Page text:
Tuesday, January 20, 2009

Disneyland - Jungle Is "101" is back! 1980 Advertisers Who Ain't Here No More

Hey, kids!

I'm baaaack.

Did you miss me?

Terribly sorry about that whole month-and-a-half-long hiatus thing, but the holidays were pretty darn busy for this old skipper!

I worked at the Park for most of the time (including Christmas Eve, Christmas Day, New Year's Eve and New Year's Day!). In fact, I was working guest control in front of the Castle when the clock struck twelve and dense fog completely blocked everyone's view of the fireworks! They sure sounded great, though!

Today, from the Summer 1980 volume of Vacationland, we take a look back at "Things That Aren't Here Anymore" by reviewing advertisements and snippets from the magazine. Each of the ads to the right were lifted from the pages of this issue. From the looks of things, maybe it wasn't such a wise move to advertise in Vacationland---at least not for these firms:

1. We start with: Wonder Bread. Wonder filed for bankruptcy and, at least under its old form, it would no longer be sponsoring ads such as the one on the right from 28 years ago. So much for the "Twinkie Defense" (not that it ever was one). There is hope however, as Wonder Bread's parent company may rise from the ashes of bankruptcy under a reorganization plan. Still, it sure was sad to see the old company go under in the first place. From the looks of things today---there'll be plenty more firms following them!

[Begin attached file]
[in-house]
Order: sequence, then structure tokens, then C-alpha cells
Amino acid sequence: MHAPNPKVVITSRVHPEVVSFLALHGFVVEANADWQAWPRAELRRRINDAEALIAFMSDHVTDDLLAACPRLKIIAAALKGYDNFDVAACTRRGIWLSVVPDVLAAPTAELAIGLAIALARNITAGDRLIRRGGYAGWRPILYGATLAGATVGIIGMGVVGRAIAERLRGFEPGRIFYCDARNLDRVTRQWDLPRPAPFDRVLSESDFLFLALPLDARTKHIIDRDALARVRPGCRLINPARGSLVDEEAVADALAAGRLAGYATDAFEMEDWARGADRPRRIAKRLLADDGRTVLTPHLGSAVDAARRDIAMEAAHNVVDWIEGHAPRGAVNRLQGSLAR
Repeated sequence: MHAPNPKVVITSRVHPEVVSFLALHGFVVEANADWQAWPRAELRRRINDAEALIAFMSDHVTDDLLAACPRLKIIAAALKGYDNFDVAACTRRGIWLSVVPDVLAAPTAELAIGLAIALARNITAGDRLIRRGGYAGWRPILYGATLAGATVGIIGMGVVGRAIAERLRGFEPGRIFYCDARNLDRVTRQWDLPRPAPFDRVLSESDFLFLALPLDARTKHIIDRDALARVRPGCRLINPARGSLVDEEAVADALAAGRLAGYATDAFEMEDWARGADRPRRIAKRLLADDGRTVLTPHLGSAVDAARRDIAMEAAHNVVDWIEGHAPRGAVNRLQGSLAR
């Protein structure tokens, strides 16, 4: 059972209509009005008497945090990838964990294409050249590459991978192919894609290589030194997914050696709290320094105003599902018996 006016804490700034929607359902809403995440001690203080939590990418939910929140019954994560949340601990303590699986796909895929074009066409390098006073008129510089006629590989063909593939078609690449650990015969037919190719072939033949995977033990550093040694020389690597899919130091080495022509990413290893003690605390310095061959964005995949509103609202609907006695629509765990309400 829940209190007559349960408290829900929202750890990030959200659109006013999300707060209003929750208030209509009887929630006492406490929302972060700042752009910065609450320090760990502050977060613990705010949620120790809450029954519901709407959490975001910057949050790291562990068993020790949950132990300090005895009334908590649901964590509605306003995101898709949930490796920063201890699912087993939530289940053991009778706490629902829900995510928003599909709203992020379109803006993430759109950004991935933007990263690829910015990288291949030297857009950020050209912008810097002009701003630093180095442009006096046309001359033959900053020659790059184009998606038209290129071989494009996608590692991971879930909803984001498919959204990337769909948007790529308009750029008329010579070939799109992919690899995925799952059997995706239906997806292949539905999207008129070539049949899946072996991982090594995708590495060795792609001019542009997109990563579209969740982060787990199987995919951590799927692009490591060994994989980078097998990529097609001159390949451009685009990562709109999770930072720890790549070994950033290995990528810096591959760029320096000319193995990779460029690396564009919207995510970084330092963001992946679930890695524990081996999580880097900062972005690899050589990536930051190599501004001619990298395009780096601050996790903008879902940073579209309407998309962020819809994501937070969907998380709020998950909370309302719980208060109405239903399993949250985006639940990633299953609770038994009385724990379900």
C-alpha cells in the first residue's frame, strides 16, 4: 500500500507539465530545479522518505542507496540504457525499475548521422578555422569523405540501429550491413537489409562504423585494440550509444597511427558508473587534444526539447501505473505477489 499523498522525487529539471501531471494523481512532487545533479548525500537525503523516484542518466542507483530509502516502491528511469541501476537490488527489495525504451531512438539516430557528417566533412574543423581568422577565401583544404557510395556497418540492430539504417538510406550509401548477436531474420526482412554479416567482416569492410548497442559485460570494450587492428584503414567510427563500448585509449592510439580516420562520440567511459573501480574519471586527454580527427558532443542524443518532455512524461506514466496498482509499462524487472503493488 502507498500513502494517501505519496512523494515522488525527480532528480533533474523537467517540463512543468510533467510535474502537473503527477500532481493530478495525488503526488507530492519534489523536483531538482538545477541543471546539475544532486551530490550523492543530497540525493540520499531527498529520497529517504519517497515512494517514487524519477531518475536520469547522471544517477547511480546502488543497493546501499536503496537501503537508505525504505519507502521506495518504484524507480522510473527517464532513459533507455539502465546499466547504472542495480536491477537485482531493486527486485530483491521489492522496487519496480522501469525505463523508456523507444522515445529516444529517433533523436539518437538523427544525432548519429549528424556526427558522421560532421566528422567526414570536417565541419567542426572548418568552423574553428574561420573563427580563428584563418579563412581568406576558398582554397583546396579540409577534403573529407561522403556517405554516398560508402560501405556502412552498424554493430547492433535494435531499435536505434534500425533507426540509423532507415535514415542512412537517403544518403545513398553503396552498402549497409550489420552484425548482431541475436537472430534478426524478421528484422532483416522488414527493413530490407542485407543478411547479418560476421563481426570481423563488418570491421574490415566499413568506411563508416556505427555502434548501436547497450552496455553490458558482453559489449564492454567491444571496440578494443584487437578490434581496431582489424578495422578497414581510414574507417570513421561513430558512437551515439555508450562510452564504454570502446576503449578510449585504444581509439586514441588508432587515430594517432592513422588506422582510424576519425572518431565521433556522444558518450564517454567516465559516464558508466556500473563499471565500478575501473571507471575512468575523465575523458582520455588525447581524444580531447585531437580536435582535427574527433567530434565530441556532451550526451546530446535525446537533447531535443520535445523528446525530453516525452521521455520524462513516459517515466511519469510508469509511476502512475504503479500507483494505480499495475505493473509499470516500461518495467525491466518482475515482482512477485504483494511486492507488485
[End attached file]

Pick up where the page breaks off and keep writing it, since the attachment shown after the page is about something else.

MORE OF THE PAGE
2. Next: Stuart Anderson's Black Angus Restaurants. From a "Tasty get together" to bankruptcy, poor Stuart Anderson's. Sadly, this somewhat shlocky steakhouse went under in 2009 and is the most recent victim of the curse of advertising in the Summer '80 edition of Vacationland. I love how quaint the 1980s ads appear. Note the complete lack of any reference to a website by any of the advertisers. Heck, the Apple Macintosh hadn't even come out yet, much less the worldwide web!

3. MOVIELAND WAX MUSEUM: Our next victim was an old friendly neighbor of Knott's Berry Farm in Buena Park. The Movieland Wax Museum was a tourist staple in the Southern California of the 1970s and 1980s. It took its final bow in October of 2005, with most of its famous wax figures being auctioned off to individual collectors.

4. MARINELAND: Hanna Barbera's Marineland "went under" for the last time in 1986---when it was purchased by the owners of Sea World. It was one of our first advertisers to go down after running an ad in Summer 1980. Known previously as Marineland of the Pacific, this So Cal attraction hung in there for a while, but was eliminated in Sea World's quest for domination of the California aquatic theme park market. "Corky" the killer whale was actually removed from old Marineland and shipped south to San Diego where he was re-christened "Shamu." I fondly recall a field trip to Marineland of the Pacific with my school back in the 1970s. It was a pretty park, with a fabulous view of the Pacific. I understand many of its old buildings remain on the site, waiting for redevelopment someday when the economy returns.

Well, that's all for today.
In life we have to say farewell to people and places many times along the way.
The "sweet sorrow" of such parting lingers with us.
We eventually get over some of our losses.
Others remain with us (see, e.g., Skyway, America Sings, Country Bear Jamboree, Great Moments with Mr. Lincoln, Carnation Ice Cream Parlor, Fort Wilderness, CircleVision 360, Rocket Jets and The Mile Long Bar).

Here's to a safe, happy and prosperous 2009 for all four of you loyal readers! (Hi, Mom!)